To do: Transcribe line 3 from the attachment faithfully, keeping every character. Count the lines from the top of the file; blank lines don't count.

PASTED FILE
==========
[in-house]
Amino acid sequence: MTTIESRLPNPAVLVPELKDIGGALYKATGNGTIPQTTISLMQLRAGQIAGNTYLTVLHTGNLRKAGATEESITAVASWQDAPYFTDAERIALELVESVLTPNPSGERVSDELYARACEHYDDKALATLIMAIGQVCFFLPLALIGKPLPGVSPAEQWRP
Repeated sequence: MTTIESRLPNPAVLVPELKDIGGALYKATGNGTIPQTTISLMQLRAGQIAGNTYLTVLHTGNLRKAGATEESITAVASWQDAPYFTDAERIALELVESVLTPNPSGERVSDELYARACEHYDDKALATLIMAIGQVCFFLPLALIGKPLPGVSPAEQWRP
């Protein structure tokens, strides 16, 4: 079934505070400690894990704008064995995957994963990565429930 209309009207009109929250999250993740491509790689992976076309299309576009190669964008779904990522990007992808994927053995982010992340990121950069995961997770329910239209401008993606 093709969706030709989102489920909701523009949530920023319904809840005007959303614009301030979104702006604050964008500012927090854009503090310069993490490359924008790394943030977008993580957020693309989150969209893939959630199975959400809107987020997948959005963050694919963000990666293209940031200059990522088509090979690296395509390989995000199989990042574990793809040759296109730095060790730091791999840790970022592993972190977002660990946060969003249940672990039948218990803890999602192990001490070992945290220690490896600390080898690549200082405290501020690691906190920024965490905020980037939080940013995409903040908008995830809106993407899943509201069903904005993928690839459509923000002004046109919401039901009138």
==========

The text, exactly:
Repeated sequence: MTTIESRLPNPAVLVPELKDIGGALYKATGNGTIPQTTISLMQLRAGQIAGNTYLTVLHTGNLRKAGATEESITAVASWQDAPYFTDAERIALELVESVLTPNPSGERVSDELYARACEHYDDKALATLIMAIGQVCFFLPLALIGKPLPGVSPAEQWRP